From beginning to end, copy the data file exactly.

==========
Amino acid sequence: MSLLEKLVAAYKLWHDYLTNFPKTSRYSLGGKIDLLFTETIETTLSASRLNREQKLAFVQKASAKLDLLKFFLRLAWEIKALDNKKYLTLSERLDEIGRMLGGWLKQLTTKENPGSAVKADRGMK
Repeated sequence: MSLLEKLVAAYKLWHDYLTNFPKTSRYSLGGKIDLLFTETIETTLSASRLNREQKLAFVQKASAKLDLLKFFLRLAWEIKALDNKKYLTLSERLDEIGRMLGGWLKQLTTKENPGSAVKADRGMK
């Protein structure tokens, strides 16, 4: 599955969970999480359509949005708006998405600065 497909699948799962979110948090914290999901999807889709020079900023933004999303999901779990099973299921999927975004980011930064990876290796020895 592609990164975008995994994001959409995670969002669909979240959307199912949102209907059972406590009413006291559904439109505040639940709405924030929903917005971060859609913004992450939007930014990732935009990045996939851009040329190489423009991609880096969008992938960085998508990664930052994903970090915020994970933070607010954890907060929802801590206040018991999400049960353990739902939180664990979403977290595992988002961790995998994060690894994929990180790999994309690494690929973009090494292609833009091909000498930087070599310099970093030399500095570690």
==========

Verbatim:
Amino acid sequence: MSLLEKLVAAYKLWHDYLTNFPKTSRYSLGGKIDLLFTETIETTLSASRLNREQKLAFVQKASAKLDLLKFFLRLAWEIKALDNKKYLTLSERLDEIGRMLGGWLKQLTTKENPGSAVKADRGMK
Repeated sequence: MSLLEKLVAAYKLWHDYLTNFPKTSRYSLGGKIDLLFTETIETTLSASRLNREQKLAFVQKASAKLDLLKFFLRLAWEIKALDNKKYLTLSERLDEIGRMLGGWLKQLTTKENPGSAVKADRGMK
């Protein structure tokens, strides 16, 4: 599955969970999480359509949005708006998405600065 497909699948799962979110948090914290999901999807889709020079900023933004999303999901779990099973299921999927975004980011930064990876290796020895 592609990164975008995994994001959409995670969002669909979240959307199912949102209907059972406590009413006291559904439109505040639940709405924030929903917005971060859609913004992450939007930014990732935009990045996939851009040329190489423009991609880096969008992938960085998508990664930052994903970090915020994970933070607010954890907060929802801590206040018991999400049960353990739902939180664990979403977290595992988002961790995998994060690894994929990180790999994309690494690929973009090494292609833009091909000498930087070599310099970093030399500095570690």